I read in a remodeling magazine the quote, “Do what you do best and pay for the rest” What???  Because I’m not a professional chef  I shouldn’t make dinner for my family?  I guess I should stop cleaning my  house because I’m not a professional janitor and I’d better stop mowing my lawn because I’m not a professional landscaper.  What on earth were they talking about?

I’d like to believe the quote originated when true professionals discovered that people where taking on tasks that they weren’t qualified to do and were exposing themselves to potential personal injury or significant financial risk.  But this quote appeared in the context of trying to convince me that simple tasks are beyond my abilities.  If I were remodeling a 1904 Victorian and would like the electrical service upgraded of course I should hire a professional, but installing a dimmer switch?  That’s completely unnecessary. 

My home is the most expensive and important financial investment I will make in my lifetime and I assume you are the same way.  I have some questions for you: Are you  ignorant about how your home works? Are you unsure about what maintenance needs to be done or how to stop small problems from turning into catastrophes?  If so,  I’d like you to start thinking. “I should be able to do that”.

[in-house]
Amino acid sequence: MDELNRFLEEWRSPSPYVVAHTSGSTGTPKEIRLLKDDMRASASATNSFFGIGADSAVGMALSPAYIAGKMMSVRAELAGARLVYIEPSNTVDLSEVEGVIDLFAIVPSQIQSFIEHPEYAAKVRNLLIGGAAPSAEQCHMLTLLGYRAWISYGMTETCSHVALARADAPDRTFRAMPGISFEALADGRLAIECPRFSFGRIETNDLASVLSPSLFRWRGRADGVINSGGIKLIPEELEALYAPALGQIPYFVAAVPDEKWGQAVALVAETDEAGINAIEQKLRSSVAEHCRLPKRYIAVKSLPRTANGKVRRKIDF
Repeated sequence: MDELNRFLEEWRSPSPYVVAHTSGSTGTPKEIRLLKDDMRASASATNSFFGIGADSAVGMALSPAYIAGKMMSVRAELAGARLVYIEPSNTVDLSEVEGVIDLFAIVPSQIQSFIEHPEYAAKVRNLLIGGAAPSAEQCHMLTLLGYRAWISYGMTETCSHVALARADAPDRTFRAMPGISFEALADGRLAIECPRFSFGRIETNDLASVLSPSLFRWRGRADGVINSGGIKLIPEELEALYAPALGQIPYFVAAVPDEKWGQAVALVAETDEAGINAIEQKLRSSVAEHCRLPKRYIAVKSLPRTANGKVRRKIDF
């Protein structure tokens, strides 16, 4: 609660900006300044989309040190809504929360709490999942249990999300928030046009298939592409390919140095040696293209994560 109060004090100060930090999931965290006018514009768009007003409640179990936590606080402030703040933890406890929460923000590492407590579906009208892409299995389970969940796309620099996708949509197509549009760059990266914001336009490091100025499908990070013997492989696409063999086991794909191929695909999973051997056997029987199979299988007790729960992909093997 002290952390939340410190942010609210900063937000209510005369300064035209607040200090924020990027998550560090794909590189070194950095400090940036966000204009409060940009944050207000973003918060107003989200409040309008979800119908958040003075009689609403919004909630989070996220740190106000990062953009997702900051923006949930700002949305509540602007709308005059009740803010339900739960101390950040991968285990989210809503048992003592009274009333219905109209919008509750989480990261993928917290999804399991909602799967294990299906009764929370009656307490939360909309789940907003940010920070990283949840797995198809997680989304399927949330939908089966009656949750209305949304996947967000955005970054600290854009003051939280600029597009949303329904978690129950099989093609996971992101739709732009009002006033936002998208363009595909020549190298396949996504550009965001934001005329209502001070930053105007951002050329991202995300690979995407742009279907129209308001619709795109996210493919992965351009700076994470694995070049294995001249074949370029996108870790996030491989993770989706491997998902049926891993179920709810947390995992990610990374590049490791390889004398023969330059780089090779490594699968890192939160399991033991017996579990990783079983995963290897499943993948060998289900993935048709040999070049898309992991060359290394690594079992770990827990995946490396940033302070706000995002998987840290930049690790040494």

If you have enough money to pay someone to clean your house, mow your lawn, fix your dinner and fill up your gas tank…that’s wonderful, you should be grateful for the abundance in your life, but I suspect  most of you don’t want to spend the money to pay a plumber to fix the handle on your toilet.  There’s a difference between can’t and don’t want to and I’d like to think that if you pay someone to fix minor problems it’s because you don’t want to rather than you can’t.

The essential ingredient here is learning and discovering your limits and comfort level.  But if you’ve never tried to do something how do you know it’s beyond your limits and capabilities?  It’s time to let go of the fear of  doing it wrong or making it worse and look at things from a practical point of view.

Here are few tips I recommend that you consider before hiring someone to do something you can do yourself.

  • Understand what needs to be done.  In this case, learn the ins and outs of your home.  Understand how it works and the critical components.
    • Subscribe to a magazine like www.familyhandyman.com
    • Search on line for information
    • Buy a book like Reader’s Digest New Complete Do It Yourself Manual (see below)
  • Pay for a home maintenance inspection. If you have lived in your house for a long time and have not done regular maintenance you might want to spend the money to have a home maintenance inspection done on your home.  The inspector should leave you with a detailed report describing the repairs that need to be made. If you are interested in having a home maintenance inspection email me at judy.browne@pillartopost.com
  • Tackle small projects first and take on more challenging projects as your confidence improves.
  • As friends and neighbors for help and ask them to teach you what they know.

Knowledge is Power